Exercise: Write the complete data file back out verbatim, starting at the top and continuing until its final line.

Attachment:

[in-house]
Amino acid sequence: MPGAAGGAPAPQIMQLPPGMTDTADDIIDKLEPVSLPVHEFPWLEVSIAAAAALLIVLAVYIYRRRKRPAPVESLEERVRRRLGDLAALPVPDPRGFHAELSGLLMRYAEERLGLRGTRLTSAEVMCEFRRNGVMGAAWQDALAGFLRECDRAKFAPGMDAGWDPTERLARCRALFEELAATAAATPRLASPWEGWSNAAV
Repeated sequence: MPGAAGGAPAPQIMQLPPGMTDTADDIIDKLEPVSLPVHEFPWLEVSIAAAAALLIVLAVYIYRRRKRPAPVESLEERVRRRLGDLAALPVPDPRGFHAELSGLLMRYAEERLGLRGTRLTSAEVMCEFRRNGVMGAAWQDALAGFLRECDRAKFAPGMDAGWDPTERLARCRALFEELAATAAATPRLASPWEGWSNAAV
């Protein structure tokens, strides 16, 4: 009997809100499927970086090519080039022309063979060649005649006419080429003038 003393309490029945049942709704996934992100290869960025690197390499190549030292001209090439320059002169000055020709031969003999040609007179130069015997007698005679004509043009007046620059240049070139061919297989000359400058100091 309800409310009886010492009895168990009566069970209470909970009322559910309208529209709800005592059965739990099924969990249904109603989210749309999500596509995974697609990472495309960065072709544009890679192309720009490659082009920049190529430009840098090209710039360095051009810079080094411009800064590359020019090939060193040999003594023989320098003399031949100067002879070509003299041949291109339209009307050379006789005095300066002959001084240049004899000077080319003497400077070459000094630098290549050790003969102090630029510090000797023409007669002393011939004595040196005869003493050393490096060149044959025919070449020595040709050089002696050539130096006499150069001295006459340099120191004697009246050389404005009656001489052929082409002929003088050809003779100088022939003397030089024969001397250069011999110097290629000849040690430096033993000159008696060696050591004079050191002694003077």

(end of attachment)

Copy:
[in-house]
Amino acid sequence: MPGAAGGAPAPQIMQLPPGMTDTADDIIDKLEPVSLPVHEFPWLEVSIAAAAALLIVLAVYIYRRRKRPAPVESLEERVRRRLGDLAALPVPDPRGFHAELSGLLMRYAEERLGLRGTRLTSAEVMCEFRRNGVMGAAWQDALAGFLRECDRAKFAPGMDAGWDPTERLARCRALFEELAATAAATPRLASPWEGWSNAAV
Repeated sequence: MPGAAGGAPAPQIMQLPPGMTDTADDIIDKLEPVSLPVHEFPWLEVSIAAAAALLIVLAVYIYRRRKRPAPVESLEERVRRRLGDLAALPVPDPRGFHAELSGLLMRYAEERLGLRGTRLTSAEVMCEFRRNGVMGAAWQDALAGFLRECDRAKFAPGMDAGWDPTERLARCRALFEELAATAAATPRLASPWEGWSNAAV
């Protein structure tokens, strides 16, 4: 009997809100499927970086090519080039022309063979060649005649006419080429003038 003393309490029945049942709704996934992100290869960025690197390499190549030292001209090439320059002169000055020709031969003999040609007179130069015997007698005679004509043009007046620059240049070139061919297989000359400058100091 309800409310009886010492009895168990009566069970209470909970009322559910309208529209709800005592059965739990099924969990249904109603989210749309999500596509995974697609990472495309960065072709544009890679192309720009490659082009920049190529430009840098090209710039360095051009810079080094411009800064590359020019090939060193040999003594023989320098003399031949100067002879070509003299041949291109339209009307050379006789005095300066002959001084240049004899000077080319003497400077070459000094630098290549050790003969102090630029510090000797023409007669002393011939004595040196005869003493050393490096060149044959025919070449020595040709050089002696050539130096006499150069001295006459340099120191004697009246050389404005009656001489052929082409002929003088050809003779100088022939003397030089024969001397250069011999110097290629000849040690430096033993000159008696060696050591004079050191002694003077």